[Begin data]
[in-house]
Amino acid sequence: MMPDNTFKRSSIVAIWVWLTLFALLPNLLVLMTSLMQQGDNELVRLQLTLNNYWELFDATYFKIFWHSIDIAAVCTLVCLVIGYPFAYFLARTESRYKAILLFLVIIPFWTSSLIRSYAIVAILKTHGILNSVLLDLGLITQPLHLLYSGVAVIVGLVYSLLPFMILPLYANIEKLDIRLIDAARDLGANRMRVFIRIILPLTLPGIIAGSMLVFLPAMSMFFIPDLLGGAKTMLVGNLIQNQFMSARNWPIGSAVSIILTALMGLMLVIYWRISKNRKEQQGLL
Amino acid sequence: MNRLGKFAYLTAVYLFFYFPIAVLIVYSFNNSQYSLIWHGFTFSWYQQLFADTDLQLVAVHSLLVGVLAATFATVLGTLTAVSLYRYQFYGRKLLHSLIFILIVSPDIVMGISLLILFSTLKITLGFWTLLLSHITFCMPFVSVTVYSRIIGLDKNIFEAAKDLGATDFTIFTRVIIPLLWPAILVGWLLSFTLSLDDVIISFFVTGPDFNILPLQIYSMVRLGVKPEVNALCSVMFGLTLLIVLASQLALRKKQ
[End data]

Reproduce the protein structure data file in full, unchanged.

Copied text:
[in-house]
Amino acid sequence: MMPDNTFKRSSIVAIWVWLTLFALLPNLLVLMTSLMQQGDNELVRLQLTLNNYWELFDATYFKIFWHSIDIAAVCTLVCLVIGYPFAYFLARTESRYKAILLFLVIIPFWTSSLIRSYAIVAILKTHGILNSVLLDLGLITQPLHLLYSGVAVIVGLVYSLLPFMILPLYANIEKLDIRLIDAARDLGANRMRVFIRIILPLTLPGIIAGSMLVFLPAMSMFFIPDLLGGAKTMLVGNLIQNQFMSARNWPIGSAVSIILTALMGLMLVIYWRISKNRKEQQGLL
Amino acid sequence: MNRLGKFAYLTAVYLFFYFPIAVLIVYSFNNSQYSLIWHGFTFSWYQQLFADTDLQLVAVHSLLVGVLAATFATVLGTLTAVSLYRYQFYGRKLLHSLIFILIVSPDIVMGISLLILFSTLKITLGFWTLLLSHITFCMPFVSVTVYSRIIGLDKNIFEAAKDLGATDFTIFTRVIIPLLWPAILVGWLLSFTLSLDDVIISFFVTGPDFNILPLQIYSMVRLGVKPEVNALCSVMFGLTLLIVLASQLALRKKQ